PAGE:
Every year, more than 200 million people are infected with malaria, and nearly 500,000 die from the disease. Existing drugs can treat the infection, but the parasite that causes the disease has evolved resistance to many of them.
To help overcome that resistance, scientists are now searching for drugs that hit novel molecular targets within the Plasmodium falciparum parasite that causes malaria. An international team that includes MIT researchers has identified a potential new target: the acetyl-CoA synthetase, an enzyme that is necessary for the parasite’s survival. They found that two promising compounds that were identified in a large-scale drug screen in 2018 appear to block this enzyme.
The findings suggest that these compounds, or similar molecules that hit the same target, could eventually be developed as effective malaria drugs, the researchers say.
“These compounds provide a possible starting point for optimization, and an understanding that the target is druggable, potentially by other molecules with desirable pharmacological properties,” says Jacquin Niles, a professor of biological engineering at MIT, director of the MIT Center for Environmental Health Sciences, and a senior author of the study along with Dyann Wirth, the Richard Pearson Strong Professor of Infectious Disease at the Harvard T.H. Chan School of Public Health and institute member of the Broad Institute of MIT and Harvard.
Beatriz Baragana, a medicinal chemist at the University of Dundee, and Amanda Lukens, a senior research scientist at the Broad Institute of MIT and Harvard, are communicating authors of the study, which appears in Cell Chemical Biology. The lead authors are Charisse Flerida Pasaje, a senior postdoc at MIT; Robert Summers, a postdoc at the Harvard T.H. Chan School of Public Health; and Joao Pisco from the University of Dundee.
Mechanism of action
The new study grew out of the Malaria Drug Accelerator (MalDA), an international consortium of infectious disease experts from universities and pharmaceutical companies that are seeking new drugs for malaria, funded by the Bill and Melinda Gates Foundation.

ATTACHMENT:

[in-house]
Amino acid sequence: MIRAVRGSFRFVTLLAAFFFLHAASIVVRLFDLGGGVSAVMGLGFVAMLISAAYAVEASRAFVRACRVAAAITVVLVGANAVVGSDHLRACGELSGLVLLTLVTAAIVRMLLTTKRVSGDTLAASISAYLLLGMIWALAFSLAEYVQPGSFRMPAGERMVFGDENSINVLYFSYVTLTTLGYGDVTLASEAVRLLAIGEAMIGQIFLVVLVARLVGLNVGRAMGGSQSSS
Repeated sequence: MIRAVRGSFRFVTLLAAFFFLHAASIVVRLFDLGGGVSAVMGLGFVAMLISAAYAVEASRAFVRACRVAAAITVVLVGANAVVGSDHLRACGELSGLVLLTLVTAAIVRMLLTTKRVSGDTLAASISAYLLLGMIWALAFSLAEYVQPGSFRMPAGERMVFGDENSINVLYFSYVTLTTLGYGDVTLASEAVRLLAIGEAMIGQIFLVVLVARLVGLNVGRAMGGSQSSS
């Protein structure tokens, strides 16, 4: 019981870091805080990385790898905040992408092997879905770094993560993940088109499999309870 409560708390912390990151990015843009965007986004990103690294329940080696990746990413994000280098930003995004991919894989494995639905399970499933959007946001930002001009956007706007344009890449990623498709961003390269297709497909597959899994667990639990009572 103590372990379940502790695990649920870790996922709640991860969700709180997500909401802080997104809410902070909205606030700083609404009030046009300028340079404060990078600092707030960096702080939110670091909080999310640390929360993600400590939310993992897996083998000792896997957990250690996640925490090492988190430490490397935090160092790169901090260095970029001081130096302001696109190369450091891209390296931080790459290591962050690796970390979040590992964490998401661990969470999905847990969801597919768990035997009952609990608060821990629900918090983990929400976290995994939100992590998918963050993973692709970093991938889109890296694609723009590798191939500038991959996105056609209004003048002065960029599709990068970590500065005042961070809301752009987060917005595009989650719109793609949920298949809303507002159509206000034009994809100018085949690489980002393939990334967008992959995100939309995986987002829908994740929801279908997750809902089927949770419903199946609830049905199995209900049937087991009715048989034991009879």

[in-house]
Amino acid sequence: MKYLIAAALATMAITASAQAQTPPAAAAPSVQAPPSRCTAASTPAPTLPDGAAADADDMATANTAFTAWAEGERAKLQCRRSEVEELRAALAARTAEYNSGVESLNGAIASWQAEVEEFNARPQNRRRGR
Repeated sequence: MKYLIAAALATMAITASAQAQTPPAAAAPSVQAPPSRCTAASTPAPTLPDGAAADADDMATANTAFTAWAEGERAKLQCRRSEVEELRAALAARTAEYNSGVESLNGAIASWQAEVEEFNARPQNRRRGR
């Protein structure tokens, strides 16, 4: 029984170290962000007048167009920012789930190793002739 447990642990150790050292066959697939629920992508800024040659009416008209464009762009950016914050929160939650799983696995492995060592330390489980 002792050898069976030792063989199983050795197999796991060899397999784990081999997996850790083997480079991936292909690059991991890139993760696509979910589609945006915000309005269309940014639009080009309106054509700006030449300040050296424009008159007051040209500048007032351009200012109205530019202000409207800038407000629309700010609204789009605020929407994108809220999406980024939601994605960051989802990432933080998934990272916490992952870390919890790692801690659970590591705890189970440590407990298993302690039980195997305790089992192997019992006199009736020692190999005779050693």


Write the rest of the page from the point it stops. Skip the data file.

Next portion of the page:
“The mandate of the group is to come up with new antimalarial targets that are good candidates for drug development,” Niles says. “We have had some really effective antimalarial drugs, but eventually resistance becomes an issue, so a big challenge is finding the next effective drug without immediately running into cross-resistance problems.”
The group’s previous screens have uncovered many candidate drugs. In the new study, the team set out to try to discover the targets of two compounds that emerged from their 2018 screen. “Understanding the mechanism of such drug candidates can help researchers during optimization and uncover potential drawbacks early in the process,” Niles says.
The researchers used several experimental techniques to discover the target of the two compounds. In one set of experiments, they generated resistant versions of Plasmodium falciparum by repeatedly exposing them to the drugs. Then they sequenced the genomes of these parasites, which revealed that mutations in an enzyme called acetyl-CoA synthetase helped them to become resistant.
Other studies, including metabolic profiling, genome editing, and differential sensitization using conditional knockdown of target protein expression, confirmed that this enzyme is inhibited by the two compounds. Acetyl-CoA synthetase is an enzyme that catalyzes the production of acetyl-CoA, a molecule that is involved in many cellular functions, including regulation of gene expression. The researchers’ studies suggested that one of the drug candidates binds to the enzyme’s binding site for acetate, while the other blocks the binding site for CoA.
The researchers also found that in Plasmodium falciparum cells, acetyl-CoA synthetase is located primarily in the nucleus. This and other evidence led them to conclude that the enzyme is involved in histone acetylation. This process allows cells to regulate which genes they express by transferring acetyl groups from acetyl-CoA onto histone proteins, the spools around which DNA winds.
The Niles and Wirth labs are now investigating how compounds that interfere with histone acetylation might disrupt gene regulation in the parasite, and how such disruption could lead to parasite death.
None of the currently approved malaria drugs target acetyl-CoA synthetase, and it appears that the identified compounds preferentially bind to the version of the enzyme found in the malaria parasite, making it a good potential drug candidate, the researchers say.
“Further studies need to be carried out to assess their potency against human cell lines, but these are promising compounds, and acetyl-CoA synthetase is an attractive target to push forward into the antimalarial drug discovery pipeline,” Pasaje says.
The compounds can also kill Plasmodium falciparum at multiple stages of its life cycle, including the stages when it infects human liver cells and red blood cells. Most existing drugs target only the form of the parasite that infects red blood cells.
Members of the MalDA consortium at the University of Dundee are working on screening compound libraries to identify additional candidates that have similar mechanisms of action as the two recently discovered compounds and may have more desirable pharmaceutical properties.
“Ideally, there will be an opportunity to examine several potential scaffolds in parallel early, to then choose the most promising candidate(s) for optimization towards use in humans,” Niles says.
The research was funded in part by the Gates Foundation, the Global Health Technology Fund, and the Medicines for Malaria Venture.
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